“I often get messages from two different recruiters who are trying to fill the same job,” Reid notes. “That’s a little embarrassing, and it’s not the best foot forward.”

Even if the candidate were excited about your company, they may rethink their enthusiasm when they see how discombobulated the recruiting team is.

A related problem is what Reid calls the “swivel seat”: the need to conduct multiple separate searches in multiple separate databases to find the right candidates for a job.

“You can imagine: You need to hire a new product manager, so the first thing you probably do is open up your ATS to see if there is anyone in there who is a fit,” Reid says. “If you don’t find anyone, you literally swivel in your chair and start searching in Recruiter to see if you can drum up someone over there. That’s ridiculous. Why don’t those two systems both know what you’re doing?”

Until recently, those two systems — in particular, your ATS and your LinkedIn Recruiter account — didn’t know what you were doing because they were totally separate. They simply didn’t have a way to talk to each other. Sourcing and managing candidates were discrete functions playing out in siloed platforms. You’d source new candidates on LinkedIn Recruiter and you’d manage existing candidates in your ATS, leading to exactly the problems outlined above.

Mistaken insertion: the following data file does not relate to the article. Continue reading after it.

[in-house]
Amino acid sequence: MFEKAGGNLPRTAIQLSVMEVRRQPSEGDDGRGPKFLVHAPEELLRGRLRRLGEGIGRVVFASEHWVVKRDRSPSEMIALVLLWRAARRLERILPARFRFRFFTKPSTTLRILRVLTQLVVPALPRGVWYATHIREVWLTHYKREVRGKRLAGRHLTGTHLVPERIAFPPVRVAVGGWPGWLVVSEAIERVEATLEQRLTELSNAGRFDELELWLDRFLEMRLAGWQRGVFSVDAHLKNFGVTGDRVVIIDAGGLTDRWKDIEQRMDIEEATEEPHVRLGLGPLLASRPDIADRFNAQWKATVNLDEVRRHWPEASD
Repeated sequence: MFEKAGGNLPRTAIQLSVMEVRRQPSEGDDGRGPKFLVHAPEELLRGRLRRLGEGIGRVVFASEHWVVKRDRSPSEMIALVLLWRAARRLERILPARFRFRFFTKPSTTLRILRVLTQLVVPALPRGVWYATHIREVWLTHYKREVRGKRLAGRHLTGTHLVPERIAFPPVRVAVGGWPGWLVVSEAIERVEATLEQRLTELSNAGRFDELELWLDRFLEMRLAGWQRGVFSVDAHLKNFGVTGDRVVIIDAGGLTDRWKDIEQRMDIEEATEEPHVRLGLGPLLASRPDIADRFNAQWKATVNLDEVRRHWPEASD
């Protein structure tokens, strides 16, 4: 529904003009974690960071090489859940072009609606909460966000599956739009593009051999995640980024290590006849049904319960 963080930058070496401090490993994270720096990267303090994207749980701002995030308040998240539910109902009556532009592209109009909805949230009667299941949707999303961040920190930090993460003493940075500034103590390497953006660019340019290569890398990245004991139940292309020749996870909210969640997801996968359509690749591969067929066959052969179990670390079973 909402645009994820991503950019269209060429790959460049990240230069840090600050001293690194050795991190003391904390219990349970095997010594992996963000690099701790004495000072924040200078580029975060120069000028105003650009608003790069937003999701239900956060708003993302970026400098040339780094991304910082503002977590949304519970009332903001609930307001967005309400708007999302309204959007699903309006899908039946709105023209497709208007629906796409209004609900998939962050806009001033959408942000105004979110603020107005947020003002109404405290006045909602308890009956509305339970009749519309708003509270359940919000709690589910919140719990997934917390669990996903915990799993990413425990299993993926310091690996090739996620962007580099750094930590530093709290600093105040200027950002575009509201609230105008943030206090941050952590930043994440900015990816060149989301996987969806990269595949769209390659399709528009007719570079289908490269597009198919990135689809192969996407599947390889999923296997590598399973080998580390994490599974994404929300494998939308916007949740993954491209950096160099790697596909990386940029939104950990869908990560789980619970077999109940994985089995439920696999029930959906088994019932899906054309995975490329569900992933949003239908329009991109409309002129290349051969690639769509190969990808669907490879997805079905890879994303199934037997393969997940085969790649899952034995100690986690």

Making the Right Hand Talk to the Left

It’s a common business problem that extends beyond recruiting: The left hand — in this case, sourcing — doesn’t know what the right hand — in this case, managing — is doing. But LinkedIn has come up with a fix.

Recruiter System Connect (RSC) allows ATSs to integrate with LinkedIn Recruiter, eliminating the swivel seat and, in effect, creating one big database. Any ATS provider can work with LinkedIn to set up the API, and once it’s in place, ATS customers who also have LinkedIn Recruiter seats can access LinkedIn data through their ATSs and ATS data through LinkedIn.

There are, according to Reid, four main functions of RSC:

1. Bringing LinkedIn Data to Your ATS

With RSC activated, recruiters can more easily view candidates’ up-to-date LinkedIn profiles right in their ATSs. For each candidate in your ATS who is also on LinkedIn, that candidate’s LinkedIn profile gets incorporated into their ATS entry via iframe.